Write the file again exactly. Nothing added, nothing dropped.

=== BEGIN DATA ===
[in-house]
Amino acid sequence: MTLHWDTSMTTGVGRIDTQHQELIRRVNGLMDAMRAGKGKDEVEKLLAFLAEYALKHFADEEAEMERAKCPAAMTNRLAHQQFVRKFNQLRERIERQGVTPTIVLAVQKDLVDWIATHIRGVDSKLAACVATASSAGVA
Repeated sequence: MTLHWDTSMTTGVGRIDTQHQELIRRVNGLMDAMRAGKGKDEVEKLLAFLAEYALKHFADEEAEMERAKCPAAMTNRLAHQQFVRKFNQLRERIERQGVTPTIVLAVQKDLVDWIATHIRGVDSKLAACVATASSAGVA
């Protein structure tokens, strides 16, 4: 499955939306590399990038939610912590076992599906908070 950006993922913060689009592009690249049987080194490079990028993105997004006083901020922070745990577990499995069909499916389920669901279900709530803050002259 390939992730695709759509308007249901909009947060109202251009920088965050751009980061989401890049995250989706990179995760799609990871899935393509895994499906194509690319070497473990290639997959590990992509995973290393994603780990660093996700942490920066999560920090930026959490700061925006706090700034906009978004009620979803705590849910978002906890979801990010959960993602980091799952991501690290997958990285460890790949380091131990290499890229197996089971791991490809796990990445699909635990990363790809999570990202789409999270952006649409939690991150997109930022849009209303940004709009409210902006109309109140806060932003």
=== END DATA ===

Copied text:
[in-house]
Amino acid sequence: MTLHWDTSMTTGVGRIDTQHQELIRRVNGLMDAMRAGKGKDEVEKLLAFLAEYALKHFADEEAEMERAKCPAAMTNRLAHQQFVRKFNQLRERIERQGVTPTIVLAVQKDLVDWIATHIRGVDSKLAACVATASSAGVA
Repeated sequence: MTLHWDTSMTTGVGRIDTQHQELIRRVNGLMDAMRAGKGKDEVEKLLAFLAEYALKHFADEEAEMERAKCPAAMTNRLAHQQFVRKFNQLRERIERQGVTPTIVLAVQKDLVDWIATHIRGVDSKLAACVATASSAGVA
């Protein structure tokens, strides 16, 4: 499955939306590399990038939610912590076992599906908070 950006993922913060689009592009690249049987080194490079990028993105997004006083901020922070745990577990499995069909499916389920669901279900709530803050002259 390939992730695709759509308007249901909009947060109202251009920088965050751009980061989401890049995250989706990179995760799609990871899935393509895994499906194509690319070497473990290639997959590990992509995973290393994603780990660093996700942490920066999560920090930026959490700061925006706090700034906009978004009620979803705590849910978002906890979801990010959960993602980091799952991501690290997958990285460890790949380091131990290499890229197996089971791991490809796990990445699909635990990363790809999570990202789409999270952006649409939690991150997109930022849009209303940004709009409210902006109309109140806060932003």